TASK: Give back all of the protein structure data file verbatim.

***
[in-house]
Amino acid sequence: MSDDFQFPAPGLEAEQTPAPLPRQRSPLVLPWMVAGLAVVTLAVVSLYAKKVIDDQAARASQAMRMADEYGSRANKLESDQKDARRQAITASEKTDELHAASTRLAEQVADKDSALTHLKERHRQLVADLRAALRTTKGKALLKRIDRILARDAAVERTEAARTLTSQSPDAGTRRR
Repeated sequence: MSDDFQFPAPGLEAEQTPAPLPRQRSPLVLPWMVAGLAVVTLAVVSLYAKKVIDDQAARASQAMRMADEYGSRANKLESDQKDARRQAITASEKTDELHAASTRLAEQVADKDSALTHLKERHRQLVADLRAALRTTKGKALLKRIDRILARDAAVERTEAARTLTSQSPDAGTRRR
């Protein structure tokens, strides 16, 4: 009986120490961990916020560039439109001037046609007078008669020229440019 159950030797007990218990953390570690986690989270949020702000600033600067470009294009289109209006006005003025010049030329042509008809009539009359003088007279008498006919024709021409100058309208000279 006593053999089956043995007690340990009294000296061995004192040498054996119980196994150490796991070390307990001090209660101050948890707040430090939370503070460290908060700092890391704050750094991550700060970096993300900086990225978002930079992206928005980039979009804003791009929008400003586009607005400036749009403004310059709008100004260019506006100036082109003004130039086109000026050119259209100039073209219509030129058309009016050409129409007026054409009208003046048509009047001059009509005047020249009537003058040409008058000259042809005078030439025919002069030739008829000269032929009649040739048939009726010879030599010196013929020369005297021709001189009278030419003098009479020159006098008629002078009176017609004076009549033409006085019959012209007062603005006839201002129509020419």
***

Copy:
[in-house]
Amino acid sequence: MSDDFQFPAPGLEAEQTPAPLPRQRSPLVLPWMVAGLAVVTLAVVSLYAKKVIDDQAARASQAMRMADEYGSRANKLESDQKDARRQAITASEKTDELHAASTRLAEQVADKDSALTHLKERHRQLVADLRAALRTTKGKALLKRIDRILARDAAVERTEAARTLTSQSPDAGTRRR
Repeated sequence: MSDDFQFPAPGLEAEQTPAPLPRQRSPLVLPWMVAGLAVVTLAVVSLYAKKVIDDQAARASQAMRMADEYGSRANKLESDQKDARRQAITASEKTDELHAASTRLAEQVADKDSALTHLKERHRQLVADLRAALRTTKGKALLKRIDRILARDAAVERTEAARTLTSQSPDAGTRRR
């Protein structure tokens, strides 16, 4: 009986120490961990916020560039439109001037046609007078008669020229440019 159950030797007990218990953390570690986690989270949020702000600033600067470009294009289109209006006005003025010049030329042509008809009539009359003088007279008498006919024709021409100058309208000279 006593053999089956043995007690340990009294000296061995004192040498054996119980196994150490796991070390307990001090209660101050948890707040430090939370503070460290908060700092890391704050750094991550700060970096993300900086990225978002930079992206928005980039979009804003791009929008400003586009607005400036749009403004310059709008100004260019506006100036082109003004130039086109000026050119259209100039073209219509030129058309009016050409129409007026054409009208003046048509009047001059009509005047020249009537003058040409008058000259042809005078030439025919002069030739008829000269032929009649040739048939009726010879030599010196013929020369005297021709001189009278030419003098009479020159006098008629002078009176017609004076009549033409006085019959012209007062603005006839201002129509020419």